Santa Fe, NM
“Deep in Harriman Fiord, I felt as close to earth’s natural rhythms as ever, stirred by the power of living things and earth forms. In my collaboration with writer Nancy Lord, I experienced the landscape through yet another filter as Nancy read aloud over our evening stew pot from the journal entries of John Muir, penned when he visited these very locations in 1899. Our focus became the “then and now” as we paddled the fiord following the route of this 19th century writer, naturalist and conservationist.
The opportunity to travel with and learn from the rangers, plus the magic and mystery of the mist-draped fiords themselves, made for a rich, enlightening experience."
“As a writer, I’ve been heavily influenced by Alaska’s natural environment and the people—indigenous and otherwise—who’ve preceded me in valuing it. In the collaborative residency photographer Irene Owsley and I undertook in Prince William Sound’s Nellie Juan – College Fiord Wilderness Study Area, we had the opportunity to spend a week kayaking in the stunning glacier-rich Harriman Fiord a hundred and fourteen years after naturalist John Muir explored the same area. This was both a remarkable wilderness experience and an opportunity to track a century of change in images and words."
North Bend, WA
“To live is to pay attention. My artist residency in Nellie Juan -College Fiord Wilderness Study Area allowed me to focus my mind, live in the present, and feel alive. Whether I'm photographing a bear fishing for salmon, a breaching whale, or a magnificent landscape, I know that I am seeing incredible and yet perfectly natural moments that occur every day, but that most people don't experience. I feel a sense of both awe and responsibility to help others see these wondrous lands entrusted to all Americans. Wilderness teaches us what it means to be human. What it means to be a part of our home we call Earth. What it means to be.”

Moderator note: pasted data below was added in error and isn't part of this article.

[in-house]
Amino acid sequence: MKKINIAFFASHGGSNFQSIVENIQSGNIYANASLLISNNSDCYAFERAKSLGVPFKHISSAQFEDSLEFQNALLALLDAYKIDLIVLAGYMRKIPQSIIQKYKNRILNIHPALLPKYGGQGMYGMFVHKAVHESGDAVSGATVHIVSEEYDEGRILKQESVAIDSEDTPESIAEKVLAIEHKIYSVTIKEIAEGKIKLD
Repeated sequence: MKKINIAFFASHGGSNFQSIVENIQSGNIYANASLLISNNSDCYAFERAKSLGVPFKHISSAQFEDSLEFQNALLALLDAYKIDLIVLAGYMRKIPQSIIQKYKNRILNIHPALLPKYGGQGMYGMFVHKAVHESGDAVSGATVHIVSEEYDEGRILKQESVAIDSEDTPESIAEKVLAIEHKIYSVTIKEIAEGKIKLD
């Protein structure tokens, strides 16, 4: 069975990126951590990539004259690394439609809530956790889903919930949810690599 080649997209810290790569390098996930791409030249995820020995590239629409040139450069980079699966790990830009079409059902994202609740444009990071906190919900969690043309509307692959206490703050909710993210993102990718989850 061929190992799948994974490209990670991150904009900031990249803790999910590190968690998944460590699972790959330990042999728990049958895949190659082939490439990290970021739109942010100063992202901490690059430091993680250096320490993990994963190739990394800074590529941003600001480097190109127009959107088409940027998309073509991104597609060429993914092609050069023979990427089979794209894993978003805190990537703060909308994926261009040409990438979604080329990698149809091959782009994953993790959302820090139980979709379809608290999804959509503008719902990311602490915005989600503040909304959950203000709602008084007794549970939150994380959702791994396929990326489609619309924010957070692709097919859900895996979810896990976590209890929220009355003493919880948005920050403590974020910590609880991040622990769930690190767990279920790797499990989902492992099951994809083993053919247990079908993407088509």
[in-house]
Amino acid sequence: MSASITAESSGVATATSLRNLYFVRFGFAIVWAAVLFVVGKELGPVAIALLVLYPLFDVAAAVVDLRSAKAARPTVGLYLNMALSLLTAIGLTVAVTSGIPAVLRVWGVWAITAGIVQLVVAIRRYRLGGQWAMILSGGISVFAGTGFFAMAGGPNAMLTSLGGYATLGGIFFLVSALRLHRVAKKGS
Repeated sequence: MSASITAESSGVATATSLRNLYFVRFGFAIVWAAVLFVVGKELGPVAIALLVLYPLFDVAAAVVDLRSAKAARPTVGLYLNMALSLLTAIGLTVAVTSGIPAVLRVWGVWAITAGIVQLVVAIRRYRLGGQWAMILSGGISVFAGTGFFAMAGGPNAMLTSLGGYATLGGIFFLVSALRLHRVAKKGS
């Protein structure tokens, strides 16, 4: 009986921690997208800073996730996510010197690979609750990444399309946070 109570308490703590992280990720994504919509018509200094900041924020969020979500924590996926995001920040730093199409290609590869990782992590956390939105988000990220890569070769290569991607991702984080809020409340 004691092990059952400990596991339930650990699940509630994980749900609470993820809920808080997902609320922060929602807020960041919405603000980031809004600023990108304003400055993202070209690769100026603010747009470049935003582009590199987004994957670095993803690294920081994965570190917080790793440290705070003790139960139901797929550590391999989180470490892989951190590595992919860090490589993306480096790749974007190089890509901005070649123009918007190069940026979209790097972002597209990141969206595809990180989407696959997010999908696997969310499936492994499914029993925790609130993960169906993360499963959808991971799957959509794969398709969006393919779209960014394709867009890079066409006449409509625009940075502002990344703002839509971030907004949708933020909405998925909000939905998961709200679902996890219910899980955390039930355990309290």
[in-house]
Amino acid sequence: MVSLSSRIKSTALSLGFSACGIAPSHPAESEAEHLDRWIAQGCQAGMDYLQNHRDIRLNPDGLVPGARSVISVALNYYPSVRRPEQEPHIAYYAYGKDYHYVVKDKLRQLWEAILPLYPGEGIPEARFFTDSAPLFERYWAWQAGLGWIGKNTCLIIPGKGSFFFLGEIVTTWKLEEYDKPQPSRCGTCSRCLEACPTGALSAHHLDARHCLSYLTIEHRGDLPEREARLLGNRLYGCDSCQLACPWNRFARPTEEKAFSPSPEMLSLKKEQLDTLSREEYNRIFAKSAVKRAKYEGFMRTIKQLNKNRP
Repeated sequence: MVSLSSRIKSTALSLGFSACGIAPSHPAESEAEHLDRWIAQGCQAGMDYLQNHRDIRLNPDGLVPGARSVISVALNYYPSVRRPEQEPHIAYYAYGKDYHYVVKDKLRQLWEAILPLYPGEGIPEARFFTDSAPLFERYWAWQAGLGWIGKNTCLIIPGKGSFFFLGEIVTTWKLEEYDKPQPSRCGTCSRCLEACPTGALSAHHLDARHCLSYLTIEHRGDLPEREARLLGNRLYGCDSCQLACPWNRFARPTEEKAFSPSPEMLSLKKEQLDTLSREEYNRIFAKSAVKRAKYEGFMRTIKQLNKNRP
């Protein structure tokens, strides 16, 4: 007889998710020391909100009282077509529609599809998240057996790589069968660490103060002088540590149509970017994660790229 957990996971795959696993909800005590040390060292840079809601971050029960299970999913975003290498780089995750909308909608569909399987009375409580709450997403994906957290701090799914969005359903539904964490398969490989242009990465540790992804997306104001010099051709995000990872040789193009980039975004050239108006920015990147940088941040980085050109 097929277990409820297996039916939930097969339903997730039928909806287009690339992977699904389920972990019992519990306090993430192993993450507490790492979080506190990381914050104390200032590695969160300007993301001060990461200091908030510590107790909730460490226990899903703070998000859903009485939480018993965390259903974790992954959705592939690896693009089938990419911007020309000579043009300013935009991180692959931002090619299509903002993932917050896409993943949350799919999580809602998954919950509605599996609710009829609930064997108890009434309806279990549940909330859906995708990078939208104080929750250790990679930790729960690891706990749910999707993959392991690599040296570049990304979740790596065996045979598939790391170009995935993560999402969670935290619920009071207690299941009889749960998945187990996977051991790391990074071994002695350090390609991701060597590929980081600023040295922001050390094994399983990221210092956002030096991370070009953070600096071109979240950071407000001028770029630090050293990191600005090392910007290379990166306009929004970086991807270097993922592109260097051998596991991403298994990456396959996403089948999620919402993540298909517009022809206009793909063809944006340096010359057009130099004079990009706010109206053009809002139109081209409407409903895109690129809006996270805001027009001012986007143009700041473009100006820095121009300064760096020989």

The thing that struck me the most about the Chugach region is the way the landscape expresses time. There's this incredible sense in it of time being compressed; a feeling of geological and ecological recency. You can read the land and see it's life story: a glacier carved that valley, a recent avalanche flattened that forest, an earthquake raised that shore line, the rising sea poisoned those trees, those bushes are the first to grow there in over a million years. It all seems like it happened just a few days ago and in the grand scheme of things it really did. You are only a visitor who has just arrived on this land, your host."
"We traveled by boat through breathtaking fjords that beckoned us to camp in the quiet shelter of the rainforest. In just a few steps from the tent, the spectacular Chugach Mountains rose above us, glaciers tumbling into the sea, the sounds of rushing streams and waterfalls, or the distant blow of a humpback whale. It was an inspiration to live in this this dynamic wilderness, to witness the creation of new landscapes, and to see the wildlife that flourishes in a place where mountains, forest, glaciers and sea are woven together —— a dramatic, living mosaic.